DUPONT, NOW IN THE FRYING PAN
Teflon has been hugely successful for DuPont, which over the lasthalf-century has made the material almost ubiquitous, putting it not just onfrying pans but also on carpets, fast-food packaging, clothing, eyeglassesand electrical wires - even the fabric roofs covering football stadiums.
Now DuPont has to worry that Teflon and the materials used to make it haveperhaps become a bit too ubiquitous. Teflon constituents have found theirway into rivers, soil, wild animals and humans, the company, governmentenvironmental officials and others say. Evidence suggests that some of thematerials, known to cause cancer and other problems in animals, may bemaking people sick.
While it remains one of DuPont's most valuable assets, Teflon has alsobecome a potentially huge liability. The Environmental Protection Agencyfiled a complaint last month charging the company with withholding evidenceof its own health and environmental concerns about an important chemicalused to manufacture Teflon. That would be a violation of federalenvironmental law, compounded by the possibility that DuPont covered up theevidence for two decades.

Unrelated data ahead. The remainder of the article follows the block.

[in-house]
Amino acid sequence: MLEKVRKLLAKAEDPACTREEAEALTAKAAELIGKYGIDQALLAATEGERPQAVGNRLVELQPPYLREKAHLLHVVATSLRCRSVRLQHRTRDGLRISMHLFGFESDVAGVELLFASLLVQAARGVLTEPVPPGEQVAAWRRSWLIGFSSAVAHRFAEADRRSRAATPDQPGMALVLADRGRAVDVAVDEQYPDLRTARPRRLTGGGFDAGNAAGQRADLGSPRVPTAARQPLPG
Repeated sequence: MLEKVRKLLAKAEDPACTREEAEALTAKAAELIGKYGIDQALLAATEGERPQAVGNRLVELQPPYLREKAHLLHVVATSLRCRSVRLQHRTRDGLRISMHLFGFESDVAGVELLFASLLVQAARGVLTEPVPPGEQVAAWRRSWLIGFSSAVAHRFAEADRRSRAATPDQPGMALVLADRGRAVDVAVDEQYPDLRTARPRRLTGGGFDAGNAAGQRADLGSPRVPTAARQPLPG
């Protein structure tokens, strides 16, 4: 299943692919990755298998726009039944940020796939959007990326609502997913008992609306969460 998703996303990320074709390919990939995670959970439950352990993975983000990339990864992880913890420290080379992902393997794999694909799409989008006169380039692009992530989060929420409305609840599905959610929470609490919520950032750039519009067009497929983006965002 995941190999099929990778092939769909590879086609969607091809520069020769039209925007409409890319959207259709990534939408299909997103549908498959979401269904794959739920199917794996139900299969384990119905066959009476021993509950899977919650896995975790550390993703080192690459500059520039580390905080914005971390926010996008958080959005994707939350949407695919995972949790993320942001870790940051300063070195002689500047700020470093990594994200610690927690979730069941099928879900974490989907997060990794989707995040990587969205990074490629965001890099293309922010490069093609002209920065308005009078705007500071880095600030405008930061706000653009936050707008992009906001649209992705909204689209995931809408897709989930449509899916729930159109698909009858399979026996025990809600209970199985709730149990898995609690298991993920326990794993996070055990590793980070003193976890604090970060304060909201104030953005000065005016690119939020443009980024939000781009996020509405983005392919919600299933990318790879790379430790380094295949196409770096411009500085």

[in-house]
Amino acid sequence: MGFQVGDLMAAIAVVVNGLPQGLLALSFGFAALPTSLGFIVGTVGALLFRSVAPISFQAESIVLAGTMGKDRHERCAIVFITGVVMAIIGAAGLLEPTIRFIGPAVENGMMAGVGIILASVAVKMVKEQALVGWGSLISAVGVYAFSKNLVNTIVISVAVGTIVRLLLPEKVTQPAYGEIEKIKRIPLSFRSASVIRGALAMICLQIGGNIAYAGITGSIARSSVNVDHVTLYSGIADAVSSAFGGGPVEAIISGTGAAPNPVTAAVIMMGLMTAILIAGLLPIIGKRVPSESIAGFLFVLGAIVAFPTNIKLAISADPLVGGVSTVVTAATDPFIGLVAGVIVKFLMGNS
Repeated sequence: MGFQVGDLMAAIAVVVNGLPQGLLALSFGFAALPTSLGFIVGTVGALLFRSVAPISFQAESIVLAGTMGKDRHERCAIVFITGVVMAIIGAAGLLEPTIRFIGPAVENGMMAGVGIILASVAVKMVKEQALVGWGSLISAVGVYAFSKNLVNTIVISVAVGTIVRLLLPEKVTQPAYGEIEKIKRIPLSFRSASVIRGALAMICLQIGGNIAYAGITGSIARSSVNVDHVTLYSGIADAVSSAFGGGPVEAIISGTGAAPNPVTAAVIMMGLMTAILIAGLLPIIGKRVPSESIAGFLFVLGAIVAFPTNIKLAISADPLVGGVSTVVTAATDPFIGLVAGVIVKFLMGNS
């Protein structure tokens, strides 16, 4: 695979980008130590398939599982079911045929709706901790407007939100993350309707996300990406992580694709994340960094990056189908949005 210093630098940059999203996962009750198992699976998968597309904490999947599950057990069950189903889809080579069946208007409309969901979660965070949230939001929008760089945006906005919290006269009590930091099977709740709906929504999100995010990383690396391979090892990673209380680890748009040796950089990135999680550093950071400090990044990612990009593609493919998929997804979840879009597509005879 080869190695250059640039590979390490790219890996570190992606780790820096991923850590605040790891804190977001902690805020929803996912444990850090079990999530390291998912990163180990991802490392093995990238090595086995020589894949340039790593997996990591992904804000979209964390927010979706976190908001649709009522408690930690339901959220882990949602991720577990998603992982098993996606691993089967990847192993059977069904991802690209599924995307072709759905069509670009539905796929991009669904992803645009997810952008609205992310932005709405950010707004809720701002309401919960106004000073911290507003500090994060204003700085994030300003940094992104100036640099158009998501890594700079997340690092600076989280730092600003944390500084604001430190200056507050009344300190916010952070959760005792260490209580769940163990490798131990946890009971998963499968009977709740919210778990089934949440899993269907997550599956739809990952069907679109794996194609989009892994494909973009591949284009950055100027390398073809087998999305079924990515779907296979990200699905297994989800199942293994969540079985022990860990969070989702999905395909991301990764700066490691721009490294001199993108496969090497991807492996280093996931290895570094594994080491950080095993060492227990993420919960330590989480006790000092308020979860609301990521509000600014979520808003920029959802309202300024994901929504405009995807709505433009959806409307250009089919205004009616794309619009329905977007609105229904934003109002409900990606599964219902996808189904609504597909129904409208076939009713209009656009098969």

DuPont contends that it met its legal reporting obligations, and said thatit plans to file a formal response this week.
If an E.P.A. administrative judge does not agree, the agency could fine thecompany up to $25,000 a day from the time DuPont learned of potentialproblems with the chemical two decades ago until Jan. 30, 1997, when theagency's fines were raised, and $27,500 a day since then. The total penaltycould reach $300 million. The agency is also investigating whether thesuspect chemical, a detergentlike substance called perfluorooctanoic acid,is harmful to human health, and how it has become so pervasive in theenvironment. The chemical - which is more commonly known as PFOA or C-8, forthe number of carbon atoms in its molecular structure - has turned up in theblood of more than 90 percent of Americans, according to samples taken fromblood banks by the 3M Company beginning in the mid-90's. Until it got out ofthe business in 2000, 3M was the biggest supplier of PFOA. DuPont promptlyannounced it would begin making the substance itself.